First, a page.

Italian-born Armando Viselli, the author of I Made It, immigrated to Canada in 1951 at age 24. An enterprising and entertaining character, he has contributed significantly to the artistic and cultural life of Windsor, the Ontario city where he settled.
His colorful, creative career would seem to provide the basis for a lively memoir, but much of that material has been squandered by relegating it to six “About the Author” pages at the end of his book. Here, readers catch a tantalizing glimpse of Viselli, now 86, as a novelist, playwright and poet, a man who once ran his own radio station, made short films and staged musical and theatrical productions. However, the author’s focus is elsewhere. He unaccountably spends more than 200 pages describing his first year in Canada working for the Canadian National Railway.
Those 12 months were not without interest: He and scores of countrymen had to adjust to huge differences between Italy and Canada, including the language, the climate and especially the food. “In my new country, the world of cuisine did not seem to be of any real importance,” writes Viselli. “We had a rich history of cuisine that was foreign to them.” However, he provides far too much detail from often ho-hum, day-to-day routines, bogging down the narrative and eventually crowding out potentially much more interesting events.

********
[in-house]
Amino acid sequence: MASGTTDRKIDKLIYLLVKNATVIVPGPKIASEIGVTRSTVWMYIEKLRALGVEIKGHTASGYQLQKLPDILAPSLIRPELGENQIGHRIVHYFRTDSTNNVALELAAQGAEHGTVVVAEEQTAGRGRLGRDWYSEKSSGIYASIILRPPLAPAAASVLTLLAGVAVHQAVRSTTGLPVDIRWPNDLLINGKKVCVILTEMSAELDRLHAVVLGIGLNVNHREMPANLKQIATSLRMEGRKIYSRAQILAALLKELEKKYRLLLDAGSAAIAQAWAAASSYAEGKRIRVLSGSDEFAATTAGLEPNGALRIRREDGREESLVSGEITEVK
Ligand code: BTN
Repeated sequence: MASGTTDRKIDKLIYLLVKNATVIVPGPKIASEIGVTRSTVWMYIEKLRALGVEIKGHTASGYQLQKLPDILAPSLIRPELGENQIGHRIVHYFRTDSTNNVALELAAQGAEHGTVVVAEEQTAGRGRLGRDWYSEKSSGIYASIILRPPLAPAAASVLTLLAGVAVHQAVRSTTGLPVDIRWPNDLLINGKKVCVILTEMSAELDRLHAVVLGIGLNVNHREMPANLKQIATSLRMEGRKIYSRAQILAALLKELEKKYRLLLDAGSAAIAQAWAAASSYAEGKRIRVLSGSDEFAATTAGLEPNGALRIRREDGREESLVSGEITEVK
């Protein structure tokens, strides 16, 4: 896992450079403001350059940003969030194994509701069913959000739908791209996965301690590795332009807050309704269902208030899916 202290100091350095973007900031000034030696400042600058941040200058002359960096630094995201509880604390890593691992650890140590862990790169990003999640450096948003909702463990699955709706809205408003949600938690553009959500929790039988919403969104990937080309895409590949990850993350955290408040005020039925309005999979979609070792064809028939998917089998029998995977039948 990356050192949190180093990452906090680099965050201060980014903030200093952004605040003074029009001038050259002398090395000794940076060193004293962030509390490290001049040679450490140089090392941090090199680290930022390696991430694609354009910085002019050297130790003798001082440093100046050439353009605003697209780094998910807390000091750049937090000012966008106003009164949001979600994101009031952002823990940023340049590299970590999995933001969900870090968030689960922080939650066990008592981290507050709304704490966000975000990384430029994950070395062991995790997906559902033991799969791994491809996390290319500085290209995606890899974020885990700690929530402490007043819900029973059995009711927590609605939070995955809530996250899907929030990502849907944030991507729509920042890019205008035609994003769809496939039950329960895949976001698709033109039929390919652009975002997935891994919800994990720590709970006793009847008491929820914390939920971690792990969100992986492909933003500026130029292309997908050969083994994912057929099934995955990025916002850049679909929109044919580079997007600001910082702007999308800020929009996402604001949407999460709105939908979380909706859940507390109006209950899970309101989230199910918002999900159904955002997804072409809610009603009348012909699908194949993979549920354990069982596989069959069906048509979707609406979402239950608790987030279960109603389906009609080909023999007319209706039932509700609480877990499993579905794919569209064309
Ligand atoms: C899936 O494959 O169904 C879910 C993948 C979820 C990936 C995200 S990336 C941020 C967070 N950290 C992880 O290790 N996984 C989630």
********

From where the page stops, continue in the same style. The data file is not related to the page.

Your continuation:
The pace picks up in the last third of the book, reaching a bizarre climax as Viselli stuffs the final 60 pages with a succession of random anecdotes about his short-lived jobs and embarrassingly detailed sexual conquests. In stark contrast, he devotes a single sentence to one of his more memorable achievements: bringing his parents and six other close family members to live in Canada.
Viselli seems to have a memorable story to tell. Unfortunately, he misses the mark with this curious memoir that is further undermined by countless spelling and grammatical mistakes.
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